Effect of osmotic stress and post-stress recovery on the content of phenolics and properties of antioxidants in germinating seeds of grapevine Vitis californica

Stanisław Weidner, Wioletta Brosowska-Arendt, Wojciech Szczechura, Magdalena Karamać, Agnieszka Kosińska, Ryszard Amarowicz


The tested material consisted of grapevine Vitis californica stratified seeds germinated under optimum conditions (+25°C in water), under osmotic stress (-0.2 MPa in PEG solution) and submitted to recovery after stress (+25°C in water). The germinating seeds were determined to contain tannins, catechins and the following phenolic acids: gallic, caffeic, p-coumaric and ferulic. The acids occurred in free, ester- and glycoside-bound forms. The dominant form of phenolic acids was the ester-bound fraction. Gallic acid was the most abundant phenolic acid in germinating seeds, while ferulic acid appeared in the smallest amounts. Our analysis of tannins demonstrated that osmotic stress depressed their concentration. Presence of catechin group compounds such as catechin and epicatechin was also determined. In each sample epicatechin was dominant. The total concentration of catechin increased under stress conditions and declined during post-stress recovery. Catechins are a constituent of tannins and their increase under osmotic stress is most probably caused by the breakdown of some tannins in seeds germinating under stress conditions. Samples submitted to osmotic stress were also found to contain less of total phenolic compounds, whereas in samples which underwent post-stress recovery the total level of phenolic compounds increased. Compared to extracts from seeds germinating under optimum conditions, osmotic stress depressed the capacity of extract to scavenge DPPH (2,2-diphenyl-1-picrylhydrazyl) and ABTS●+ – 2,2-Azino-bis (3-etylbenzothiazoline-6-sulfonic acid) free radicals, but the antioxidant activity rose in seeds submitted to recovery after stress. Positive correlation was therefore demonstrated between the total content of phenolic acids in germinating grapevine seeds and the reducing power of extracts obtained from these seeds and their free radical scavenging activity. The results suggest that osmotic stress inhibits the activity of antioxidizing enzymes in germinating grapevine seeds. Thus, the antioxidative defence system is largely blocked under osmotic stress. It seems that a very high oxidoreductive potential in grapevine tissues prior to occurrence of osmotic stress is essential for maintaining proper homeostasis of oxidation and reduction reactions.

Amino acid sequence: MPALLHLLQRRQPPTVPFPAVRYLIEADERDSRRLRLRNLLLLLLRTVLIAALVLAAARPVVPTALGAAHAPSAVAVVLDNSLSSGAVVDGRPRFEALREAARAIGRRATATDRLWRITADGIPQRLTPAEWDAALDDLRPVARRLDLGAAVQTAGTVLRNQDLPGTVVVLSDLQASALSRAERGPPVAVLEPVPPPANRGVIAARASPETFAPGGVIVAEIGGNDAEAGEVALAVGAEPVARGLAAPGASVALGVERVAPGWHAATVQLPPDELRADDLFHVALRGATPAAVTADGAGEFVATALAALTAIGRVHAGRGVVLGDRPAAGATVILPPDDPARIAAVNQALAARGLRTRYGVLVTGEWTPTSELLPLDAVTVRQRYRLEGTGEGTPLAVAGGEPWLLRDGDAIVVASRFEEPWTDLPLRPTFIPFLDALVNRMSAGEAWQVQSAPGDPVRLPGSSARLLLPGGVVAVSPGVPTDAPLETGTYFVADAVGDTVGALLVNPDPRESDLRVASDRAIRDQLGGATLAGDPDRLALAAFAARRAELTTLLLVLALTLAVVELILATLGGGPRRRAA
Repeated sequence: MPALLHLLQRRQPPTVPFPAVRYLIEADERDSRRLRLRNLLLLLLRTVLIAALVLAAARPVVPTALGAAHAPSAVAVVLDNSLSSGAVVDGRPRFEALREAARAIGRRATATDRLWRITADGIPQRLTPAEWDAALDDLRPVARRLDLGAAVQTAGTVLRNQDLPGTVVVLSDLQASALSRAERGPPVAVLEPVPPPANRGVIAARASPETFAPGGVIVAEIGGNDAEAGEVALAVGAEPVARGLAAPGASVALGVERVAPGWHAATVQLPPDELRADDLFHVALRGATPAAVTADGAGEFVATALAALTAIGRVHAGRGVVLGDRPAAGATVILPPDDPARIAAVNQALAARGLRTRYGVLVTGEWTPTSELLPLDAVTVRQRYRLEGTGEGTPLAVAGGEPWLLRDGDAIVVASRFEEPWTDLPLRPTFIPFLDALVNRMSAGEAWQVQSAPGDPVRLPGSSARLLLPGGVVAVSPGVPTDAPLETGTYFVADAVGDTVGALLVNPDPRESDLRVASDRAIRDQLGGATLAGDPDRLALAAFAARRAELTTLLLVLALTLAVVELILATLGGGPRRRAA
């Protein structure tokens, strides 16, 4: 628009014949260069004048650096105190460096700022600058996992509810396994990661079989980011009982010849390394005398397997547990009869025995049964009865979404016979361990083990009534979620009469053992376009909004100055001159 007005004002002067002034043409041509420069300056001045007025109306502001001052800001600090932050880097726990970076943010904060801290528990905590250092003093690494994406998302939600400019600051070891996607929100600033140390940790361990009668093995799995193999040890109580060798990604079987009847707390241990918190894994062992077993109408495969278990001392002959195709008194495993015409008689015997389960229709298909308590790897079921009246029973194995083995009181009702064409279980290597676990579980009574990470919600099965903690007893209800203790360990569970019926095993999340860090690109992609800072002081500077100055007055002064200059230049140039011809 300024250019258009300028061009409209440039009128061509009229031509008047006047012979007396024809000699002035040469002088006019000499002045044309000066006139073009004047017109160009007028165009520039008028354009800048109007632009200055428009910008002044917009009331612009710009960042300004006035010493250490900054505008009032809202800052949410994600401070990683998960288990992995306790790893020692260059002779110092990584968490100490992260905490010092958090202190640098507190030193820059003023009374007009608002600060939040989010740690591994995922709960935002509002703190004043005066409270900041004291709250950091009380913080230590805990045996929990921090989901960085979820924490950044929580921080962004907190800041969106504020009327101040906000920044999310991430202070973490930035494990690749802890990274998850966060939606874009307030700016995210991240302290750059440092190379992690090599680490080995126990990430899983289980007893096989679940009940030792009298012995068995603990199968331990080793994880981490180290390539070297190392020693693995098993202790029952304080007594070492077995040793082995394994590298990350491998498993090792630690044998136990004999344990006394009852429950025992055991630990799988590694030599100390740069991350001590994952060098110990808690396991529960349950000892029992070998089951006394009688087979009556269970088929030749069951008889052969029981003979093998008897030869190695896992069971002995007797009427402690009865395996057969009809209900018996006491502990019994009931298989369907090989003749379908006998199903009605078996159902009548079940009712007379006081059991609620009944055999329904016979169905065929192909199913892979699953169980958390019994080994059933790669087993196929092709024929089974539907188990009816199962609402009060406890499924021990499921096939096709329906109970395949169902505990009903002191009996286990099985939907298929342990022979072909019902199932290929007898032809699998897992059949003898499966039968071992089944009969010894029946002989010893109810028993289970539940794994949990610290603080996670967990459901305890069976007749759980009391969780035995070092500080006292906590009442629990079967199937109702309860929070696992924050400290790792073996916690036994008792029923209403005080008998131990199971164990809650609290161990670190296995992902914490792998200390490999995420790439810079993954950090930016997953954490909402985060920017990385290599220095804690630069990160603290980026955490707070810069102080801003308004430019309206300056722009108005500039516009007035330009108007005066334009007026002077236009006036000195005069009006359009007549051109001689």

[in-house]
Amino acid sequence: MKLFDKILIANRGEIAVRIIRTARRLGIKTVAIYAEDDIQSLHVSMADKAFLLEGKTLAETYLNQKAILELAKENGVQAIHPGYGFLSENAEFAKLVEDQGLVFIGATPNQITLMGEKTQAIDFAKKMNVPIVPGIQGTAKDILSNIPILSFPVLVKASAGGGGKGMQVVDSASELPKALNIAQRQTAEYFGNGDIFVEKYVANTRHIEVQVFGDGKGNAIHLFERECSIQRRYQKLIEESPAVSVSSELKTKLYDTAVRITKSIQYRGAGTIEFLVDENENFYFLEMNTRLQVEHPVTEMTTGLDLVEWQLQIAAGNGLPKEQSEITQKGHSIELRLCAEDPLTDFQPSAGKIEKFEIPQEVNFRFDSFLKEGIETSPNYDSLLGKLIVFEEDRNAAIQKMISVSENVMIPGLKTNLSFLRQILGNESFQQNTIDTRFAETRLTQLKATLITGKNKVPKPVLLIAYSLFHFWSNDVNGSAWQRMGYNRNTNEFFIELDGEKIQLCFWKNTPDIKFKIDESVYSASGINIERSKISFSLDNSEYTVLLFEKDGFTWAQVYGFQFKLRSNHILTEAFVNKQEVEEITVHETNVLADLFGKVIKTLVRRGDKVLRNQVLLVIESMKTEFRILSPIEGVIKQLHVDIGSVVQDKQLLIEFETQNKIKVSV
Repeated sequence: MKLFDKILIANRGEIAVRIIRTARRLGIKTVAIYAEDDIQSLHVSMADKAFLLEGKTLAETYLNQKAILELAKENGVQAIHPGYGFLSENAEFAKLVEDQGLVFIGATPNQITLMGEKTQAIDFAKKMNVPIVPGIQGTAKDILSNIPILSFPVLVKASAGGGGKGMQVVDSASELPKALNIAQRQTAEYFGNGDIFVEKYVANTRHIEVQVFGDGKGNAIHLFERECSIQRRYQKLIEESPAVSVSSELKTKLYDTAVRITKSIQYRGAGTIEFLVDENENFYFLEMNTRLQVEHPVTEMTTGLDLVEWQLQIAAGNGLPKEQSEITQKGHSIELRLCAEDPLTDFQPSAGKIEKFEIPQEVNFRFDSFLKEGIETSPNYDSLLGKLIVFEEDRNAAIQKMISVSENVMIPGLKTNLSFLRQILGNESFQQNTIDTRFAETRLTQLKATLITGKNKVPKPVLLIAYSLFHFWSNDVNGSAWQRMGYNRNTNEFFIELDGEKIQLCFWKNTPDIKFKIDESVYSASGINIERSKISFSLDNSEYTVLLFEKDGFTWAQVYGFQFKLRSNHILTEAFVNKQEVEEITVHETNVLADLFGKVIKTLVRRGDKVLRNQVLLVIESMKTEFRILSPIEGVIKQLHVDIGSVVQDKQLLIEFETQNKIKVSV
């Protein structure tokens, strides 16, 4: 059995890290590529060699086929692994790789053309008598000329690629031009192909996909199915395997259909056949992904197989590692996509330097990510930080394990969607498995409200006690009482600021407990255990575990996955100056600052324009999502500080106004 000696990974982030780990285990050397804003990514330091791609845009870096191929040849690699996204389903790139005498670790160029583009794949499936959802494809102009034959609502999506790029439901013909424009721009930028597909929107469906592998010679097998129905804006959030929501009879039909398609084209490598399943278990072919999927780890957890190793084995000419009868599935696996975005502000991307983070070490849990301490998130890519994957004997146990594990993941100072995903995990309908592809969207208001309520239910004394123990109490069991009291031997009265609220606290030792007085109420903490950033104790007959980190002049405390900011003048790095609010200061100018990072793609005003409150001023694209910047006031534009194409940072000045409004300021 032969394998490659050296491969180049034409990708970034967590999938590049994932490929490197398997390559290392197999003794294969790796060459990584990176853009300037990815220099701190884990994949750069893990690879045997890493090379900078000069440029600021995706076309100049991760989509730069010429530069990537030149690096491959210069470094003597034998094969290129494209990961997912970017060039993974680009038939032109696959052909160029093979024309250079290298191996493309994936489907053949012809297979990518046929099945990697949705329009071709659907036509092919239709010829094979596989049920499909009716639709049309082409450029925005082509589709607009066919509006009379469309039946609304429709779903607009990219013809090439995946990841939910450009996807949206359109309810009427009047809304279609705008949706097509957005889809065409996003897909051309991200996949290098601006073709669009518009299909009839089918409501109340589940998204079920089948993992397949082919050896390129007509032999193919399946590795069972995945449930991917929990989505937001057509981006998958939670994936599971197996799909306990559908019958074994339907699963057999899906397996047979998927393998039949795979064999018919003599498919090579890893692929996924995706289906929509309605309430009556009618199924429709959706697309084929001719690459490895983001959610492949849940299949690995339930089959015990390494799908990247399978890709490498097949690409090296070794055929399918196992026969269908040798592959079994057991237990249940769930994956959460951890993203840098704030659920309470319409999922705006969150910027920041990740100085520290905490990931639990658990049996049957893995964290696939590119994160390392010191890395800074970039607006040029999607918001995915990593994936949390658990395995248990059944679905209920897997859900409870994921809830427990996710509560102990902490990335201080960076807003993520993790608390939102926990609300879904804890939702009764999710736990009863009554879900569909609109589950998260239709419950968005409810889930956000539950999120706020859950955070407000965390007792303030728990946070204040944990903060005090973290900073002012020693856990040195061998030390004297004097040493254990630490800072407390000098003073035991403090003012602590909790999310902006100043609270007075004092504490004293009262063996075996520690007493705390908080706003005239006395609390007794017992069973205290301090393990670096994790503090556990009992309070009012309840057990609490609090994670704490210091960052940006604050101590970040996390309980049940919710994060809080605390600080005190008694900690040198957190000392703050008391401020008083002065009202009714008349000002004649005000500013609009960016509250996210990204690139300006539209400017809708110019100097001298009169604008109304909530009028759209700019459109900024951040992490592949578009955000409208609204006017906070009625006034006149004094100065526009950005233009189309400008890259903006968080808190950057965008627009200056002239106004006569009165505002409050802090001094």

Vitis californica L.; antioxidant system; oxidative stress; osmotic stress; recovery; phenolic compounds

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